Dove Hunting Tips

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dove hunting tips
Watching dove activities in a field prior to picking a stand can help you pinpoint the best spot in a field to good shots at passing or incoming doves.

Dove Hunting Basics

Nothing says it’s time to begin hunting season like a good dove shoot. When the birds and the lead are flying, there’s nothing quite like it.

Although dove hunting is one of the simplest forms of recreation available to wingshooters, getting starting can seem complicated for beginners. It shouldn’t be. Besides your hunting license and HIP permit, all you really need to enjoy this great sport is a shotgun, some shotgun shells and a place to hunt. The following guide to dove hunting basics is sure to help as well.

Dove Hunting Guns and Loads

dove hunting shotgun
Dove hunting requires very little in the way of equipment. A dove hunting shotgun and shells are all the dove hunter really needs.

When selecting a dove hunting shotgun, you can go as plain or fancy as your budget allows. A good all-round choice is a 20-, 16- or 12-gauge autoloader with screw-in choke tubes. Pumps, double-barrels and over-and-unders work fine, but because doves are fast and difficult to hit, many dove hunters prefer autoloaders, which allow three quick shots before a bird gets out of range. Always remember, however, that repeating dove hunting shotguns must be limited to holding only three shells (“plugged”) while dove hunting. Federal regulations require it. (Be sure you understand all dove-specific hunting regulations, particularly baiting laws, to avoid unintentional violations.)

Stick to smaller shot sizes--7-1/2, 8 or 9. It takes only a few small pellets to down a dove, and smaller shot sizes offer more pellets per charge. For instance, an ounce of No. 8 shot has 186 more pellets than an ounce of No. 6.

Perhaps the best all-round shotshell is a 1- or 1-1/8-ounce load of 7-1/2s, 8s or 9s. Heavier loads allow somewhat longer shots, but you may go through several boxes of shotshells during a single hunt. Your accuracy could suffer if you start flinching due to a sore shoulder.

Consider spending a little extra for target loads such as those used by skeet and trap shooters. These tend to be manufactured to more stringent standards, and that edge may improve your shooting percentage.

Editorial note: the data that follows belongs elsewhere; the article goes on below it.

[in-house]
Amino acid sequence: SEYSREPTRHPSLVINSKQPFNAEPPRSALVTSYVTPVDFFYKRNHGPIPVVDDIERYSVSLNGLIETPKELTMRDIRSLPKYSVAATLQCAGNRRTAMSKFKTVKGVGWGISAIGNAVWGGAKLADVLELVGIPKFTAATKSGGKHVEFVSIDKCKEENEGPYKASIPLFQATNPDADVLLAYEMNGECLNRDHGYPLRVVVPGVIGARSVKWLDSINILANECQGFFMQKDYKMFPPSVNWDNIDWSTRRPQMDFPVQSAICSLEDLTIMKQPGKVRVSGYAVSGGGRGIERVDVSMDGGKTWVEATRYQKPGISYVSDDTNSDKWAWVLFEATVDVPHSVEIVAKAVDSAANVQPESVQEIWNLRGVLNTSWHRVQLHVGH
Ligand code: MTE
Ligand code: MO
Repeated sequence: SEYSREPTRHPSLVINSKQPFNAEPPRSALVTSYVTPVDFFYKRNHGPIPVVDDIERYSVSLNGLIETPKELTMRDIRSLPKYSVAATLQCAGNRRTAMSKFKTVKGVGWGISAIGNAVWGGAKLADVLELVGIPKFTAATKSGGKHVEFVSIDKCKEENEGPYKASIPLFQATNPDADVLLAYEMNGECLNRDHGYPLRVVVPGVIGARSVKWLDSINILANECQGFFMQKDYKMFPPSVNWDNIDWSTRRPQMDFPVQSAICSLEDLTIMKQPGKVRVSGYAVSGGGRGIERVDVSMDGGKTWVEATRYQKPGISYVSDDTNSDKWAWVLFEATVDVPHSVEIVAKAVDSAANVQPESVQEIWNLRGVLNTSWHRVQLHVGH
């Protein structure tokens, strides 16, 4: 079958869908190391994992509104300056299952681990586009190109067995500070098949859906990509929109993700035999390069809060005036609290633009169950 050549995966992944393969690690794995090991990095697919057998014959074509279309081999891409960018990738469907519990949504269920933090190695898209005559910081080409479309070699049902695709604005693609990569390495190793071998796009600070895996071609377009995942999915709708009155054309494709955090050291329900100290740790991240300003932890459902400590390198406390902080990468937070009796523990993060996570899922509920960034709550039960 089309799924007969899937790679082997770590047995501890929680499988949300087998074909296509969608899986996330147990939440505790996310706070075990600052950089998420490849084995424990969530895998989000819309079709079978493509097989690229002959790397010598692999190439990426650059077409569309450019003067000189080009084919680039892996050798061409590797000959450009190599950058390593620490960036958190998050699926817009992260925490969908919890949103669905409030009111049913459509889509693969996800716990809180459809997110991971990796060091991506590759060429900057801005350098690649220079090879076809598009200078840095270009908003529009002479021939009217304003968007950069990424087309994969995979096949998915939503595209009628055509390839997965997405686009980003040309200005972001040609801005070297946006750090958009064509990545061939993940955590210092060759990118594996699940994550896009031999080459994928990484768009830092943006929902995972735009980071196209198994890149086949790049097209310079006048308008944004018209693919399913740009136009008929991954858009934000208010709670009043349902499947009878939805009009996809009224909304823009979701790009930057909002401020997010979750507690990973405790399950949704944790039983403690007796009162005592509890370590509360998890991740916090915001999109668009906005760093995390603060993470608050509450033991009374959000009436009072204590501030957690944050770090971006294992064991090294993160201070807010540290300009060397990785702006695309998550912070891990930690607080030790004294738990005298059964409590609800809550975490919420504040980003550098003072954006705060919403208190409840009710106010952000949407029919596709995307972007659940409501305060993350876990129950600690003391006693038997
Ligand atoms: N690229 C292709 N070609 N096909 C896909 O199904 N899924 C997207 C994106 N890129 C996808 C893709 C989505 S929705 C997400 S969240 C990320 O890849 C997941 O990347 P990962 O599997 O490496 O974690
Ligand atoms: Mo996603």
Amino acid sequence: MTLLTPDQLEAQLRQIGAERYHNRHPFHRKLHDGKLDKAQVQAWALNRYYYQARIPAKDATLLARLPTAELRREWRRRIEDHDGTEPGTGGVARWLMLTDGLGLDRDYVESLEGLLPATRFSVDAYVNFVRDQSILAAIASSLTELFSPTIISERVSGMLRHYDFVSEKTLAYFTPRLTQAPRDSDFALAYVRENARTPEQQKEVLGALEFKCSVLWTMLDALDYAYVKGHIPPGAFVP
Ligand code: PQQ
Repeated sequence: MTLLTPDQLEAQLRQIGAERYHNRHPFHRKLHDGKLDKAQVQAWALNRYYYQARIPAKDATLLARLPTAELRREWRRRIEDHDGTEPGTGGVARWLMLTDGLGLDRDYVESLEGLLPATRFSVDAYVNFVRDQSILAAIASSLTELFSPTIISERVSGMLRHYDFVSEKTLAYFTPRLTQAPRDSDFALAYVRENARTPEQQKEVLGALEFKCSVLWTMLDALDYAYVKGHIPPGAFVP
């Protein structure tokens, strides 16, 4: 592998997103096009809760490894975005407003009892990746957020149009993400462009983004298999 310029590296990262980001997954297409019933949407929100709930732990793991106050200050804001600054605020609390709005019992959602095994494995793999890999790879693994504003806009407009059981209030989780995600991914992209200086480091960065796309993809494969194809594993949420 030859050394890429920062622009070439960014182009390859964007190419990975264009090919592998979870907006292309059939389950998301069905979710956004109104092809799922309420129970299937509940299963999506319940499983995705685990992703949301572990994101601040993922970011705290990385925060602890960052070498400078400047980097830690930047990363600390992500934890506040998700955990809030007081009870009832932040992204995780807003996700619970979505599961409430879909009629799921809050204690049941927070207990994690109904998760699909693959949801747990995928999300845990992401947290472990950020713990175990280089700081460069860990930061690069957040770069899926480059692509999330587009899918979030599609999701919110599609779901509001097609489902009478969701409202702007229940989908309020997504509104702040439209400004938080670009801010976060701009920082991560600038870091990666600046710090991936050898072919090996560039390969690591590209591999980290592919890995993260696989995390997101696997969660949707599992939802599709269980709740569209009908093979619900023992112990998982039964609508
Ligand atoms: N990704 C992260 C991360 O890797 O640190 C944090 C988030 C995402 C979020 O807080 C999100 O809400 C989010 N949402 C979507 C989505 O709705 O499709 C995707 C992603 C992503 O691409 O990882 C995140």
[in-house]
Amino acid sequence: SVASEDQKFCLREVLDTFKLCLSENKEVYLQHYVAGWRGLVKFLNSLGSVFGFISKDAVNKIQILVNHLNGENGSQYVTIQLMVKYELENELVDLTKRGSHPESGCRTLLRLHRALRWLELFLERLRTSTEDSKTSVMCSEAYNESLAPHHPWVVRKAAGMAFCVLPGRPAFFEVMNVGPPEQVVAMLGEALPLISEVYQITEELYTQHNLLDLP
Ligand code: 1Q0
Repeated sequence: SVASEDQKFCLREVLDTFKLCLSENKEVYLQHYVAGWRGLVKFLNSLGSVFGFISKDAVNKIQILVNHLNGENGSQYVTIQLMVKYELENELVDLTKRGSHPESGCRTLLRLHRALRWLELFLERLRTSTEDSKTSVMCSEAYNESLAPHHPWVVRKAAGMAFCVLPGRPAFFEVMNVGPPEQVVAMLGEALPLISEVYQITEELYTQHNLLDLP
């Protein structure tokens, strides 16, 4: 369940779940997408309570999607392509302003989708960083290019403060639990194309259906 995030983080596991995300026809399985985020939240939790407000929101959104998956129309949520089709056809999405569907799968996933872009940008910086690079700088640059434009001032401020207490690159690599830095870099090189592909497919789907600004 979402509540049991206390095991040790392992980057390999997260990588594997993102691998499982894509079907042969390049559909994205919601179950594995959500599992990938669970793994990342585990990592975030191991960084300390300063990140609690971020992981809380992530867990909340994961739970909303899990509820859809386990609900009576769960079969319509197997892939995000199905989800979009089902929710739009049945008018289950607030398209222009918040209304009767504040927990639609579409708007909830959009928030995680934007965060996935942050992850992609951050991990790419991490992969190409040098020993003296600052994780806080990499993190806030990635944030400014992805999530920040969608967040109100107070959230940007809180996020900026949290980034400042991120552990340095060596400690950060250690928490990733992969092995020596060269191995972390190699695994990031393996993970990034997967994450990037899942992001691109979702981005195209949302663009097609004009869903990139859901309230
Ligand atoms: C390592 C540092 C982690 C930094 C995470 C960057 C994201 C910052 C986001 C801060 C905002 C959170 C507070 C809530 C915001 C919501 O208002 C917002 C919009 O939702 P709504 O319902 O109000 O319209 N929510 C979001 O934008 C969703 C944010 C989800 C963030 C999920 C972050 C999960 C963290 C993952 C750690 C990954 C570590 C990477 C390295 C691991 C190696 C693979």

Doves use keen eyes from high vantage points to spot dove hunters. To help even the playing field, dove hunters must be proper concealed. Wear camo clothing matching your surroundings. Try to blend into features of the landscape—patches of standing grain missed during harvest, tree-line edges, etc. Consider fashioning a ground blind from corn stalks, brush or other local materials. Camo tape or finish on your shotgun helps hide gun movements. Camo grease paint or a mask hides the shine on your face.

mourning doves
Mourning doves feed on the ground, eating seeds of various weeds and agricultural crops.

Dove Decoys

Several dove decoys placed near your stand can entice birds to fly by at close range. You can purchase dove decoys—shell, full-body and even robo-dove decoys—from sporting-goods businesses, or create silhouettes from cardboard.

Place several dove decoys on open ground and several on nearby fences or dead trees. Fence dove decoys should be about a foot apart on the top strand of wire. Tree dove decoys should be placed as high as possible, back from the tips of limber branches. Face all dove decoys into the wind; doves take off and land into the wind.

dove decoy hunting
Mourning doves are small, fast-moving targets that are difficult to hit. Good shooters practice often before the season.

Understanding Mourning Doves

Understanding mourning dove habits will assist you in pinpointing game. Know first that doves are seed-eaters. They feed on sunflowers, corn, wheat, oats, millet and other grain crops, plus many weed seeds, from foxtail to croton. They prefer eating on bare ground because their legs aren’t strong enough to scratch through litter or long enough to clear many hurdles.

Doves usually fly from their night roost to a watering hole shortly after dawn, then quickly move to feeding areas where they stay until midday. They loaf at perching, watering or graveling sites near the feeding area for an hour or two around noon, then return to the feeding area for the remainder of the afternoon. Before going to roost, they usually go to water again.



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